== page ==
Integration of remote sensing and crop growth modeling for nitrogen management decision support in corn

Date
2006-01-01
Authors
Thorp, Kelly
Major Professor
Advisor
William D. Batchelor
Brian L. Steward
Committee Member
Journal Title
Journal ISSN
Volume Title
Publisher
Altmetrics
Authors
Research Projects
Organizational Units
Journal Issue
Series
Department
Agricultural and Biosystems Engineering
Abstract

This dissertation describes efforts to move toward a completely integrated remote sensing and crop growth modeling tool for developing precision nitrogen management recommendations for corn. Aerial hyperspectral remote sensing imagery collected throughout the 2004 growing season was used to estimate corn plant stand density, and a machine vision system was used to map corn population on the ground. Multiple linear regression analysis was used to assess the ability of all combinations of three reflectance bands to estimate corn plant population at resolutions of 2 m, 6 m, and 10 m. Coefficients of multiple determination of up to 0.82 were achieved in this endeavor. Although some limitations apply, remote sensing can be used as a tool to provide corn plant population inputs for crop growth simulations. A cross validation technique and bivariate confidence ellipses were used to evaluate CERES Maize simulations of spatial corn yield variability across an Iowa cornfield. Results indicated that the model performed most poorly when using the wettest or driest growing seasons to validate the model, because the model parameters fitted under the conditions of moderate growing seasons were less flexible for simulating yield in growing seasons with more extreme weather. Results also indicated that topography affects the model performance spatially. CERES-Maize was also used to simulate yield and unused nitrogen remaining in the soil at harvest for a sequence of historical weather data. Simulations were run for 13 spring-applied nitrogen rates over a cornfield divided into 100 0.2 ha grid cells. A methodology based on cumulative probability distributions was then developed to use model output for assessing the link between yield and nitrogen left behind for various nitrogen rates in each grid cell. This methodology can be used to develop precision nitrogen management strategies that address both the economic and environmental concerns of nitrogen management practices. Although the three projects in this dissertation furthered the development of remote sensing, crop growth modeling, and decision support technologies, more work is required to obtain a completely integrated tool for development of precision nitrogen management strategies in midwestern cornfields.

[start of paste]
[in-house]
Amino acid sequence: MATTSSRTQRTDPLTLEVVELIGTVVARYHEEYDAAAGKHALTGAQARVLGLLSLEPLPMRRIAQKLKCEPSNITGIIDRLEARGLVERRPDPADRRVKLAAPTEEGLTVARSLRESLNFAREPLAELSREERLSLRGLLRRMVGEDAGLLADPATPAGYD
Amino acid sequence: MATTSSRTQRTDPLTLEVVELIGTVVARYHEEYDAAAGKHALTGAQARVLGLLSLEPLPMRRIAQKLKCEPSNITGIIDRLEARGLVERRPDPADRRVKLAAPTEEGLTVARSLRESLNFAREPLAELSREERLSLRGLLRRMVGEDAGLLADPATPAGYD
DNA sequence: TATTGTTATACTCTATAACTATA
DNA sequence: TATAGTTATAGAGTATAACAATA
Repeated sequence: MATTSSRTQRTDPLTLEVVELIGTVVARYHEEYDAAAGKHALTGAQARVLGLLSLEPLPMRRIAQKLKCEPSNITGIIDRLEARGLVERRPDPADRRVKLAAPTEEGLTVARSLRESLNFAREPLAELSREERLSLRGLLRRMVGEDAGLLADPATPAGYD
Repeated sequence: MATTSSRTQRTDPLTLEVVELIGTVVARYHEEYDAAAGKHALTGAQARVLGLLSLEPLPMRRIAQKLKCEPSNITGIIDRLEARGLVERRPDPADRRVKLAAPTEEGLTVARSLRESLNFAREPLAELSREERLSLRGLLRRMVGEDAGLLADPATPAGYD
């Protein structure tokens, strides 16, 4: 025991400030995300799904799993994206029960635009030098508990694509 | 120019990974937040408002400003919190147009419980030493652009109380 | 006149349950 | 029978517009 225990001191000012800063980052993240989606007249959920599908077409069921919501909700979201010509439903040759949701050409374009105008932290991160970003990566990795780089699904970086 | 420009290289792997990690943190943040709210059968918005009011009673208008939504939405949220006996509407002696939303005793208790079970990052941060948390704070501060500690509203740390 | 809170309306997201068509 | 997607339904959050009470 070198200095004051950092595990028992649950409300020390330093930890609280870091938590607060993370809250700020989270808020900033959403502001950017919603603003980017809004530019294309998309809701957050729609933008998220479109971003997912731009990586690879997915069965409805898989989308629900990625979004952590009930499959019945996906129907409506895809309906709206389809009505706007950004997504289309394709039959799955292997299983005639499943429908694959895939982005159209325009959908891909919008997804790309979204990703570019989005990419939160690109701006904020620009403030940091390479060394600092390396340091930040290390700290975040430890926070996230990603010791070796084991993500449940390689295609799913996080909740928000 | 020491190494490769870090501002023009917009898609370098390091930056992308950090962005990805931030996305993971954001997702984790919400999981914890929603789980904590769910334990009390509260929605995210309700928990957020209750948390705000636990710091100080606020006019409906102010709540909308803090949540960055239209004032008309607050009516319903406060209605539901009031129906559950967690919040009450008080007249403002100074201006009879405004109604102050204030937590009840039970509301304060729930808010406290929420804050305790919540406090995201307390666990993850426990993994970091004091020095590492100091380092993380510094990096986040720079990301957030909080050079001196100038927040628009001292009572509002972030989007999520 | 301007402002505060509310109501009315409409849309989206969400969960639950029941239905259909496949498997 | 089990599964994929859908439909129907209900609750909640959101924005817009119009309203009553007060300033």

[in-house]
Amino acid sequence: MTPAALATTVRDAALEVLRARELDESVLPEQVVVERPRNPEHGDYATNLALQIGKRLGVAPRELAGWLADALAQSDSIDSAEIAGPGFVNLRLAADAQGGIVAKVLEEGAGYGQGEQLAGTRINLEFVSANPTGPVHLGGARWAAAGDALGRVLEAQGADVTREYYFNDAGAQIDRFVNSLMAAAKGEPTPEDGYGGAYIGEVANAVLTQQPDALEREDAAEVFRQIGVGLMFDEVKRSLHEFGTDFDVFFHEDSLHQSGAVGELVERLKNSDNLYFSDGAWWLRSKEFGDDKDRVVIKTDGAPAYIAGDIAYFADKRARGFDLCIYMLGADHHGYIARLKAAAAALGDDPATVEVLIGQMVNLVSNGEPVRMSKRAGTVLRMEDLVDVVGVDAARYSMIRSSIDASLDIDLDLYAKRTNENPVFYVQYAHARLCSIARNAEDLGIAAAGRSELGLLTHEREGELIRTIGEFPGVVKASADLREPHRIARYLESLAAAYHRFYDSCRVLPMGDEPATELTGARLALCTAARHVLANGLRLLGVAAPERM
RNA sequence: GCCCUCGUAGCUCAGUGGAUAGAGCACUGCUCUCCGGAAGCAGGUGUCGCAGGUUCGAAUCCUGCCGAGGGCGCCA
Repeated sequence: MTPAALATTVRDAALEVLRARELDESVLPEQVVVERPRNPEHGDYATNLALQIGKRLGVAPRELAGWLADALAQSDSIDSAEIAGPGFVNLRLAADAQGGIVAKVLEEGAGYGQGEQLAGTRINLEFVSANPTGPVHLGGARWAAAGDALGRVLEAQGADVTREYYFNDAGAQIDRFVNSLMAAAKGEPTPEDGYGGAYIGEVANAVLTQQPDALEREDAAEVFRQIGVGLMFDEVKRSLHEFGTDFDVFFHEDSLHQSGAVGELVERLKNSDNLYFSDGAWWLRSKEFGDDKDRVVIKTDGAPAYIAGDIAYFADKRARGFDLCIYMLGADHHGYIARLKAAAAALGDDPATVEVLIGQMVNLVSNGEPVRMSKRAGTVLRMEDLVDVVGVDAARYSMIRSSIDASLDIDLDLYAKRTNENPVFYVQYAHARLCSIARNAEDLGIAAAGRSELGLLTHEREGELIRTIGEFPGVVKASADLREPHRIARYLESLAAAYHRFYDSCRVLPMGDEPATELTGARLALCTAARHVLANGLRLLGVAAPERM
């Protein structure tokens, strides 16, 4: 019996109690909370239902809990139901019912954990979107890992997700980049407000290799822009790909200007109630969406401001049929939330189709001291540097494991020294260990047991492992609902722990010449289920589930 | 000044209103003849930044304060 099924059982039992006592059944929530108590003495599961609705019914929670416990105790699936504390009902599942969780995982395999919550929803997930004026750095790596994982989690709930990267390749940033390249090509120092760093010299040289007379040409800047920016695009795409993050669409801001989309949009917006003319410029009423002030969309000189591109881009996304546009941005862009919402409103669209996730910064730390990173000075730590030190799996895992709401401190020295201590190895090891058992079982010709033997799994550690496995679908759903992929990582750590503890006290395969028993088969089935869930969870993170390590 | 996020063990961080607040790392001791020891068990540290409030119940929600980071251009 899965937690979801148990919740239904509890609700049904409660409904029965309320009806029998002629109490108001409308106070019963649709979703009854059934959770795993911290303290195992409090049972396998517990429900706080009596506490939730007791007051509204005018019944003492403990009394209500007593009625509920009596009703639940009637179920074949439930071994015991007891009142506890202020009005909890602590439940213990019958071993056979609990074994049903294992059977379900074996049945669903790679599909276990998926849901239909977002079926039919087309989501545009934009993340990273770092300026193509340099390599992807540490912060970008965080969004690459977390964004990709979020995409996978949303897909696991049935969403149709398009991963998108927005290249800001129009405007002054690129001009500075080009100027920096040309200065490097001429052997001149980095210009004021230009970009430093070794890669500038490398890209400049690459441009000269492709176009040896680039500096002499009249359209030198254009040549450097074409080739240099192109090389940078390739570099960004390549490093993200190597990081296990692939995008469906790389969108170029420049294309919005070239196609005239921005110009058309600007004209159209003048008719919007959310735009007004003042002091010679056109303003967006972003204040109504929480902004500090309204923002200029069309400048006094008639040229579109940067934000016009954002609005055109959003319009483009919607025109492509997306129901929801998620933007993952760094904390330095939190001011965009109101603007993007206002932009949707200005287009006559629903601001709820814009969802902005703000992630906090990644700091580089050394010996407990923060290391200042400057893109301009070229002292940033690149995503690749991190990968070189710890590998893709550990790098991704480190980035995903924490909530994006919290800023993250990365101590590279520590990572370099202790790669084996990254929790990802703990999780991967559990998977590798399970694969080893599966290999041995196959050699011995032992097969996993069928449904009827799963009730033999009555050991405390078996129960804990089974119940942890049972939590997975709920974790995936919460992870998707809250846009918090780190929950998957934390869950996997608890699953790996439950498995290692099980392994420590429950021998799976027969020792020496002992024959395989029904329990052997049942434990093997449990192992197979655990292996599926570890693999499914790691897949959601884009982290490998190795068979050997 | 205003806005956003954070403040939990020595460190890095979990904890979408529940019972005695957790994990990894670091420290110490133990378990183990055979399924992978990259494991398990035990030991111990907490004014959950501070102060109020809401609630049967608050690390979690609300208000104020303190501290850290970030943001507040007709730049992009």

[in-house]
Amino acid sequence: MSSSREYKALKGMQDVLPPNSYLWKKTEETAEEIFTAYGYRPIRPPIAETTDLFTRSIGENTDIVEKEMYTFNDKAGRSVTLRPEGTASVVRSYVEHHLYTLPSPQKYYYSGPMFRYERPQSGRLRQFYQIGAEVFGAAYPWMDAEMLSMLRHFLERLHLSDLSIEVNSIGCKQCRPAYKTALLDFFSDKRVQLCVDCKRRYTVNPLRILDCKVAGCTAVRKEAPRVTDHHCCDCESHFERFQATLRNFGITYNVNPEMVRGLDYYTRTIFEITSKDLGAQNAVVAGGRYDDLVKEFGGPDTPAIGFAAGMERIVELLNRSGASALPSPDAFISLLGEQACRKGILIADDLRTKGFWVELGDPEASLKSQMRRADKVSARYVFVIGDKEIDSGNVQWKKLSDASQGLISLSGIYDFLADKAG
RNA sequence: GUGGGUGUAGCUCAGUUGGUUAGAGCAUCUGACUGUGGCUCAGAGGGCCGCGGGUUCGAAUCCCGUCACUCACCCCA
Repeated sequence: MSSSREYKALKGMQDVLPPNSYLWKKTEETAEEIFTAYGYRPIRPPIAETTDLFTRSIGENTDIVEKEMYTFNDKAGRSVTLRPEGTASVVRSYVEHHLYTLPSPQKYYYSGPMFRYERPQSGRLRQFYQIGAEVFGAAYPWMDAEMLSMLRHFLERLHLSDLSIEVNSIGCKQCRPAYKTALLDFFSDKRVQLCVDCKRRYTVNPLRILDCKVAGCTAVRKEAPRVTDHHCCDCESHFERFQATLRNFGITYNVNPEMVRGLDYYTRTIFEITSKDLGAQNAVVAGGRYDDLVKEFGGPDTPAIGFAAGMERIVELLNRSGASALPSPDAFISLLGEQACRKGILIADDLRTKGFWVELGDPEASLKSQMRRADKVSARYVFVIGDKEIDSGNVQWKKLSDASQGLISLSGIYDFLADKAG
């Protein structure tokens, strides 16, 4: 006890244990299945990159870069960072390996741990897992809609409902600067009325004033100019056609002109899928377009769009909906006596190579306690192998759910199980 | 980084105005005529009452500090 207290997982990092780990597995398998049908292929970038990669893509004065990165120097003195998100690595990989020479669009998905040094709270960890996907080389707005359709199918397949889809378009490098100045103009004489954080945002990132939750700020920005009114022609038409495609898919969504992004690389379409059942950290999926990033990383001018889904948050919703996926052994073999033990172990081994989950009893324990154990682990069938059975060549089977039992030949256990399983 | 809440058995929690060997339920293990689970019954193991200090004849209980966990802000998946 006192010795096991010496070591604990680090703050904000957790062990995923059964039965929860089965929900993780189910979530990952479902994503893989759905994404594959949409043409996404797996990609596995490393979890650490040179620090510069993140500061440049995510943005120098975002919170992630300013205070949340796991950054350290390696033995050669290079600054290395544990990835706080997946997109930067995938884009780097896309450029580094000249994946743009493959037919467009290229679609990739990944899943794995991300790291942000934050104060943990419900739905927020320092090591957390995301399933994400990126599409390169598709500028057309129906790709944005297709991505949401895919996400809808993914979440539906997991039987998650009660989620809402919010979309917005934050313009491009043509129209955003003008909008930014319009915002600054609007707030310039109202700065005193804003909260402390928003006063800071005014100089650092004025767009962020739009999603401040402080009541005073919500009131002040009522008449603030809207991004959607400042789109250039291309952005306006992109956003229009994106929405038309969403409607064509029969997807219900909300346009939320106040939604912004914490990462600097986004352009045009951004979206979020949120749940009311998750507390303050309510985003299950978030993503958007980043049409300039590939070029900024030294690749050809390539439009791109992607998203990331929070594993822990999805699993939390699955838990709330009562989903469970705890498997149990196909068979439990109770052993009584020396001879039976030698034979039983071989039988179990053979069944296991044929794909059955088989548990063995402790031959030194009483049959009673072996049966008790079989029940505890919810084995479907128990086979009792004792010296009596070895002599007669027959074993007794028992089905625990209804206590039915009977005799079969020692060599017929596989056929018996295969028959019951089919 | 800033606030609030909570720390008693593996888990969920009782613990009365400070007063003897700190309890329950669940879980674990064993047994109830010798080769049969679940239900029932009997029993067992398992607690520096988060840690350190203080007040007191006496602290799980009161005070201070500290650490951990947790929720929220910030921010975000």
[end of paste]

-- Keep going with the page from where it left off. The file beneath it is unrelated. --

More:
Comments
Description
Keywords
Citation
Source